Obviously the at-risk population is larger than the population that actually has breast cancer and GENE has said they expect the U.S. market to be in excess of 1 million patients per annum. The company has identified three target markets for BREVAGen, BRCA negative patients, breast biopsy patients and women over 35 having a family history of cancer.
Education concerning breast cancer has increased tremendously over the past decade and early testing has been pushed as a means of survival. The BREVAGen test will factor in population risk with genetic risk that will then give an integrated individual breast cancer risk assessment. In addition, the test also informs personalized clinical decision support for non-familiar risk of breast cancer.
The test will personalize the five year and lifetime risk assessment of a woman developing breast cancer, essentially giving them a chance to make changes to their lifestyle or take preventative measures that could potentially eliminate the risk of being diagnosed with breast cancer.
While GENE has developed a number of diagnostic products and holds patents in 24 countries for particular uses of “non-coding” DNA in genetic analysis and gene mapping company CEO Paul MacLeman has said that cancer diagnostics will be the primary focus moving forward- pointing to an ageing population and the growing push by governments to reduce health care costs.
GENE hasn’t tried to downplay the significance of a successful launch as the recognized that the nature of licensing operations is unpredictable and it is impossible for them to rely on the irregularities that make up such activities. The company does expect to continue to generate revenue through licensing deals and just two weeks ago they announced a settlement agreement with Sunrise Medical Laboratories related to a patent infringement lawsuit. What makes that settlement significant is the fact there are a number of other parties that were part of the lawsuit and GENE has been negotiating settlement agreements with them as well.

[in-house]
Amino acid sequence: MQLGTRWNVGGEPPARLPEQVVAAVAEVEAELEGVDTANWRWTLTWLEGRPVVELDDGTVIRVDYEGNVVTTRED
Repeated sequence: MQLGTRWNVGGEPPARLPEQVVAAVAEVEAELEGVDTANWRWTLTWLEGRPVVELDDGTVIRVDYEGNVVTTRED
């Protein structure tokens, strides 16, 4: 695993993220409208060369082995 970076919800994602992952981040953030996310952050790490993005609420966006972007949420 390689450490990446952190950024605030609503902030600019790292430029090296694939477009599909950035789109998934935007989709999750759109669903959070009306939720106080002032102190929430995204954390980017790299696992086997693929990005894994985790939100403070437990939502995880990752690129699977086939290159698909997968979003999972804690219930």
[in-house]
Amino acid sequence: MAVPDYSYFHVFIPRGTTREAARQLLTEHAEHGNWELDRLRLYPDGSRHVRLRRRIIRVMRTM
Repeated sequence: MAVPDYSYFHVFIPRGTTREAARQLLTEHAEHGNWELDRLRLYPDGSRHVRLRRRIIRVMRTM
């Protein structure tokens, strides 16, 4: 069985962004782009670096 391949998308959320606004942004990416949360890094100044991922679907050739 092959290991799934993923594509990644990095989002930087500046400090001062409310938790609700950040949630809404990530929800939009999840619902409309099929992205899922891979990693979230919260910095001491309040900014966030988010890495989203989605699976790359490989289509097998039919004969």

As positive as everything sounds with GENE it should be recognized that when they roll out BREVAGen in March it is highly unlikely that the test will generate the hundreds of millions of dollars many shareholders are hoping for. The reality is it could take some time before they start to actually make a dent within their target market and even by that point there are no guarantees.
The reality of the BREVAGen test is its nothing more than the company identifying clinical risks and genetic risks that GENE considers significant. What they have developed is not something that is truly unique and groundbreaking but rather something that has been commended for its strong classification rate when compared against the other products on the market.
Of course this means that if another company is able to design a more accurate or cheaper test then it could be financially devastating for BREVAGen. In the meantime GENE is becoming a trendy trade for investors and with that rollout coming in March the company could easily see another spike as any news that address cancer prevention and cancer treatment often gets heavy attention.